Ever since I have begun attending Thanksgiving Dinner at Julia's house, I have yearly enjoyed seriously delicious vegetarian Thanksgiving food. Her clover leaf rolls and her pecan and pumpkin pies have achieved epic status—that's to say that if the Odyssey were written today, it would probably include an incident during which Odysseus, bewitched by Julia's cooking, tarries overlong. Julia=Circe is what I am saying; Penelope can totally wait while Odysseus finishes another warm, soft roll with butter.
Actually, butter is the key to much of her cooking, and if you're vegan or fat-free or gluten-free or low sodium, avert your eyes! this post is so not for you. Julia does this amazing thing with the special European salted butter she buys: she puts it in a butter bell upside down with water, and the butter miraculously stays warm and fresh and easily spreadable and also somehow tastes better. This sort of butter goes well with clover leaf rolls. Butter is amazing; in my opinion margarine can just scram. Of course you want to make sure your butter wasn't churned from the udder-juice of maltreated cows.
But I digress.
Julia, like many an American faithful to the cooking traditions of our foremothers, usually makes a vegetarian-unfriendly stuffing inside the turkey. Every diner agrees this is the tastiest kind of stuffing. Then there is always extra stuffing that can't fit inside the turkey and there are various ways to deal with this stuffing: pour turkey juice over it, serve dry as is, or find other, increasingly creative solutions that inevitably can't hold a candle to the stuffing inside the turkey. Julia, however, really wanted me to have a delicious vegetarian stuffing. "Don't worry, Julia," I reassured her, "I don't even really like stuffing." And this had been true. The one inside the turkey I usually find mushy and the one outside bland.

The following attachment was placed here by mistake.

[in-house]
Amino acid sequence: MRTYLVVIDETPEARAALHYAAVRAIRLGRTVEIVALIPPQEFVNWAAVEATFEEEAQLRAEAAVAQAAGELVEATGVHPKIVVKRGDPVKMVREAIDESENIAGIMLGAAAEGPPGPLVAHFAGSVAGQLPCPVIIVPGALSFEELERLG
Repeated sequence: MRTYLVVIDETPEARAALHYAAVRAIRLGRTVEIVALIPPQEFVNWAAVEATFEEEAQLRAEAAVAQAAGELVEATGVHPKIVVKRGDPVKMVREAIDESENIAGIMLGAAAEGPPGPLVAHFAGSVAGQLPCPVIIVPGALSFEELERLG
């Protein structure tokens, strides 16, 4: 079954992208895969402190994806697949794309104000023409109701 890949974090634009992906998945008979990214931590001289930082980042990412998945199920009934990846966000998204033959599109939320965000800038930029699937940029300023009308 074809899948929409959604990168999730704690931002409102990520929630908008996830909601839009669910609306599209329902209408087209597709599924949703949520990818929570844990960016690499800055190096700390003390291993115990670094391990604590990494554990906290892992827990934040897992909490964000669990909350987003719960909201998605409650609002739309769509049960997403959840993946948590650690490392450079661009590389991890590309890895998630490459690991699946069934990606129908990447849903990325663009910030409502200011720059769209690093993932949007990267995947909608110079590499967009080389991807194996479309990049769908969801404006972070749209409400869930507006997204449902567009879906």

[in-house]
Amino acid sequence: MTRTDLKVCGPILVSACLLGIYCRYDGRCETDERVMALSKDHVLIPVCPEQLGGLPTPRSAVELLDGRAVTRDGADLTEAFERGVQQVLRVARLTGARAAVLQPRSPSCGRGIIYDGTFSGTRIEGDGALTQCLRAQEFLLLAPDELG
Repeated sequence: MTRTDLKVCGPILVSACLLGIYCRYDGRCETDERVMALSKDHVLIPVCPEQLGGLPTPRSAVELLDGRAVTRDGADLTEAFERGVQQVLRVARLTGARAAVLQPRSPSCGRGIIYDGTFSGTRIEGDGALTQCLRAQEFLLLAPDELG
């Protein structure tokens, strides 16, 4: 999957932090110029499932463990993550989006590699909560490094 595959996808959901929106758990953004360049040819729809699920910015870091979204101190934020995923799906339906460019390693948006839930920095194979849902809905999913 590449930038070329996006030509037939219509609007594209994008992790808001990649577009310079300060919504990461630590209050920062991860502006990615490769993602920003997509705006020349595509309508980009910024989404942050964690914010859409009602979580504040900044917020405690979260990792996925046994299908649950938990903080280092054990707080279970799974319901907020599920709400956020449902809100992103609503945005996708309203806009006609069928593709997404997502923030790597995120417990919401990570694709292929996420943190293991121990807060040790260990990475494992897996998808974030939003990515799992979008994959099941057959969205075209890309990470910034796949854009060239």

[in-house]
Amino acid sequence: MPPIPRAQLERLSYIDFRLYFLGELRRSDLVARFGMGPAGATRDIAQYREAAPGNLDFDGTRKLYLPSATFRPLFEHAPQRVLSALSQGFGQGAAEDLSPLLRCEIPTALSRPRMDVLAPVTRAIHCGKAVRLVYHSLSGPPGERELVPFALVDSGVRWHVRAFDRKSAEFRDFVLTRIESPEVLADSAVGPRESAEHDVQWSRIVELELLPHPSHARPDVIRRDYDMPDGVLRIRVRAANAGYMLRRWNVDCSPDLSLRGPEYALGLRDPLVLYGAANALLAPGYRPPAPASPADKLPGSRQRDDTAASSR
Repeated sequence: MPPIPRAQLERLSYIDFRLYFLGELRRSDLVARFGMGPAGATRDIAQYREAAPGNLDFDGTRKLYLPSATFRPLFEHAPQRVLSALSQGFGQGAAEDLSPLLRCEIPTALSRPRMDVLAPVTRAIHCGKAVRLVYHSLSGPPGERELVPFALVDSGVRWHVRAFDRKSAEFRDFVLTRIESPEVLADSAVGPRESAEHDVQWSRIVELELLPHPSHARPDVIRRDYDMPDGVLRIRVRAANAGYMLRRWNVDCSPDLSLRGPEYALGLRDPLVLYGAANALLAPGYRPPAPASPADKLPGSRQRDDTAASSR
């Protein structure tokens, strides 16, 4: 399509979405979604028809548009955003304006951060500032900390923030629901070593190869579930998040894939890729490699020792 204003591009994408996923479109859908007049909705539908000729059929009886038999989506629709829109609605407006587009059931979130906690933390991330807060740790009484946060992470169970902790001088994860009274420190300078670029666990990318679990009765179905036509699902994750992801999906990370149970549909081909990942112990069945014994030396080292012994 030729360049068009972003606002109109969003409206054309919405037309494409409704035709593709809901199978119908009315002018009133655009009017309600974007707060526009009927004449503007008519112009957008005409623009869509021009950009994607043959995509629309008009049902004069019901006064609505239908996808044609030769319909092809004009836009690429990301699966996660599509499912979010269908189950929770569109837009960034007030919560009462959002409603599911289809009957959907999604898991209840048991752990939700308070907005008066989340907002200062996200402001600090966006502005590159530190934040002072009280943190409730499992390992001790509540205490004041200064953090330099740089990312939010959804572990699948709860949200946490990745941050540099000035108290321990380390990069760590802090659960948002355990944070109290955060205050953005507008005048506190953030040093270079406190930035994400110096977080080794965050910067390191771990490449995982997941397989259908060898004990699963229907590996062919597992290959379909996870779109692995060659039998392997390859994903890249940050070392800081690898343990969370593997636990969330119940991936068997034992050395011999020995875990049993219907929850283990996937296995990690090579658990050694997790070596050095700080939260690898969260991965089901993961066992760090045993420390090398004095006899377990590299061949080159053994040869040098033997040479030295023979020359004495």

Julia ignored me and make two little pans of vegetarian stuffing. Well, it was a nice thought, so of course I had to eat some, and Goodness Gracious!!! It was hands-down the best stuffing, meat or not, I had ever experienced. It was the Incarnation of Deliciousness. It was the Vegetarian Stuffing that beats to a pulp every Turkey Stuffing in the world. I begged Julia for the recipe and now I will share it with you, just when you had completely forgotten about Thanksgiving. But I should warn you that this is not a simple recipe, and butter pretty much drenches all the ingredients, so just resign yourself and say good-bye to your arteries for the evening.
Julia's Vegetarian Stuffing
4-5 Cups cubes of homemade Hungarian potato bread
4-5 Cups cubes of homemade Buttermilk Crackling cornbread from the Joy of Cooking (made with half stone-ground cornmeal and half fine cornmeal)
2/3 Cups chopped parsley, a combination of flat (Italian) and curly
1 and 3/4 Cups chopped celery
2 and 1/2 Cups sliced mushrooms
2 medium yellow onions, chopped
1/4 lb. butter plus maybe more
salt and pepper
a little sweet Hungarian paprika from Szeged
some hot water
- Toast 8 to 9 Cups cubes of bread and cornbread in an over at 250 degrees Fahrenheit until crispy and dried out. Place in a large bowl.
- Sauté the onions in 1/3 stick of butter. When the onions are soft, add celery.
- Sauté them together.
- Add the onion-celery sauté to the bread cubes.
- Sauté the mushrooms in another 1/3 stick of butter.
- Add the mushrooms to the bread cubes.
- Add parsley, salt and pepper, and paprika to the bread cubes.
- Add just enough hot water to moisten the mixture, tossing and mixing the whole time.
- Thickly butter muffin tins, tiny bread tins, or two bread loaf pans.
- Preheat the overn to 400 degrees Fahrenheit.
- Add the mixture to the tins and dot with pats of butter on top.
- Cook for about 30 minutes.
- Serve hot.